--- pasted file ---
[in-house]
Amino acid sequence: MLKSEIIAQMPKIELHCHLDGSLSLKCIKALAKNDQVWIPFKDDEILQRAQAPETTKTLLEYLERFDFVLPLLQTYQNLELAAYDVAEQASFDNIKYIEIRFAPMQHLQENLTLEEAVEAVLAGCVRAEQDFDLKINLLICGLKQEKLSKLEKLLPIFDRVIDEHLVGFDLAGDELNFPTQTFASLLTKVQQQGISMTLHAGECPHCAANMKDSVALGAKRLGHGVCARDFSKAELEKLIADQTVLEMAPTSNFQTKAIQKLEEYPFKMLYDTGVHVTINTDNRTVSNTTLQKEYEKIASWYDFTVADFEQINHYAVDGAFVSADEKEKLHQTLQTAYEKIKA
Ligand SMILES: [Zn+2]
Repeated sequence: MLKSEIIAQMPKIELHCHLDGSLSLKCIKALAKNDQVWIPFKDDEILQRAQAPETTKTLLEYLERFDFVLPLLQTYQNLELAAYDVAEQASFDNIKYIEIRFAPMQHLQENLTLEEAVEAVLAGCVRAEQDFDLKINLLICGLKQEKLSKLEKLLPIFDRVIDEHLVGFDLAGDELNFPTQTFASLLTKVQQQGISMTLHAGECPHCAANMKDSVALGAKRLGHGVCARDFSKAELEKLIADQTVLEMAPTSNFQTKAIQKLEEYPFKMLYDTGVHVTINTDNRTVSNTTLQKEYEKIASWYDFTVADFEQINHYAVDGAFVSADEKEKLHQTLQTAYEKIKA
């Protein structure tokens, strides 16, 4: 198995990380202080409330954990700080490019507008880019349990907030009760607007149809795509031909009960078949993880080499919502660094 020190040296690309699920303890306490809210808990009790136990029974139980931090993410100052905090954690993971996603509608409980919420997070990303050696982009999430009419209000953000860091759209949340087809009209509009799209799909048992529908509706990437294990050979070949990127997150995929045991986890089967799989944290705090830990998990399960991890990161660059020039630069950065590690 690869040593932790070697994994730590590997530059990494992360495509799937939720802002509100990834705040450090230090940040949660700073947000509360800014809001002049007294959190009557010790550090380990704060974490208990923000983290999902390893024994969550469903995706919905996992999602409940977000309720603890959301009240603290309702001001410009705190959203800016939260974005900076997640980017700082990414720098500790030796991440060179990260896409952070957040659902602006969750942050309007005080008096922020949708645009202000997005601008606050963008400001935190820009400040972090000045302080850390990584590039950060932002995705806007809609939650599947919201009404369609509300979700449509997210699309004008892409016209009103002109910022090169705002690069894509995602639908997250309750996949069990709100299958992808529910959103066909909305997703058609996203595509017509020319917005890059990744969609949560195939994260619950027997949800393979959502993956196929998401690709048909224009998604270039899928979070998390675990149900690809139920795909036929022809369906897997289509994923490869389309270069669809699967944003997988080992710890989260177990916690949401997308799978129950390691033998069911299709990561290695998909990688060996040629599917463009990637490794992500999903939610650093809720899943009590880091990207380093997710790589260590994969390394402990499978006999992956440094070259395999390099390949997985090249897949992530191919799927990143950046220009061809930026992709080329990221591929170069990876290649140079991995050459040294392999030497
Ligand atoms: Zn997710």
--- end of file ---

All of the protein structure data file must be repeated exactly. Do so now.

[in-house]
Amino acid sequence: MLKSEIIAQMPKIELHCHLDGSLSLKCIKALAKNDQVWIPFKDDEILQRAQAPETTKTLLEYLERFDFVLPLLQTYQNLELAAYDVAEQASFDNIKYIEIRFAPMQHLQENLTLEEAVEAVLAGCVRAEQDFDLKINLLICGLKQEKLSKLEKLLPIFDRVIDEHLVGFDLAGDELNFPTQTFASLLTKVQQQGISMTLHAGECPHCAANMKDSVALGAKRLGHGVCARDFSKAELEKLIADQTVLEMAPTSNFQTKAIQKLEEYPFKMLYDTGVHVTINTDNRTVSNTTLQKEYEKIASWYDFTVADFEQINHYAVDGAFVSADEKEKLHQTLQTAYEKIKA
Ligand SMILES: [Zn+2]
Repeated sequence: MLKSEIIAQMPKIELHCHLDGSLSLKCIKALAKNDQVWIPFKDDEILQRAQAPETTKTLLEYLERFDFVLPLLQTYQNLELAAYDVAEQASFDNIKYIEIRFAPMQHLQENLTLEEAVEAVLAGCVRAEQDFDLKINLLICGLKQEKLSKLEKLLPIFDRVIDEHLVGFDLAGDELNFPTQTFASLLTKVQQQGISMTLHAGECPHCAANMKDSVALGAKRLGHGVCARDFSKAELEKLIADQTVLEMAPTSNFQTKAIQKLEEYPFKMLYDTGVHVTINTDNRTVSNTTLQKEYEKIASWYDFTVADFEQINHYAVDGAFVSADEKEKLHQTLQTAYEKIKA
């Protein structure tokens, strides 16, 4: 198995990380202080409330954990700080490019507008880019349990907030009760607007149809795509031909009960078949993880080499919502660094 020190040296690309699920303890306490809210808990009790136990029974139980931090993410100052905090954690993971996603509608409980919420997070990303050696982009999430009419209000953000860091759209949340087809009209509009799209799909048992529908509706990437294990050979070949990127997150995929045991986890089967799989944290705090830990998990399960991890990161660059020039630069950065590690 690869040593932790070697994994730590590997530059990494992360495509799937939720802002509100990834705040450090230090940040949660700073947000509360800014809001002049007294959190009557010790550090380990704060974490208990923000983290999902390893024994969550469903995706919905996992999602409940977000309720603890959301009240603290309702001001410009705190959203800016939260974005900076997640980017700082990414720098500790030796991440060179990260896409952070957040659902602006969750942050309007005080008096922020949708645009202000997005601008606050963008400001935190820009400040972090000045302080850390990584590039950060932002995705806007809609939650599947919201009404369609509300979700449509997210699309004008892409016209009103002109910022090169705002690069894509995602639908997250309750996949069990709100299958992808529910959103066909909305997703058609996203595509017509020319917005890059990744969609949560195939994260619950027997949800393979959502993956196929998401690709048909224009998604270039899928979070998390675990149900690809139920795909036929022809369906897997289509994923490869389309270069669809699967944003997988080992710890989260177990916690949401997308799978129950390691033998069911299709990561290695998909990688060996040629599917463009990637490794992500999903939610650093809720899943009590880091990207380093997710790589260590994969390394402990499978006999992956440094070259395999390099390949997985090249897949992530191919799927990143950046220009061809930026992709080329990221591929170069990876290649140079991995050459040294392999030497
Ligand atoms: Zn997710």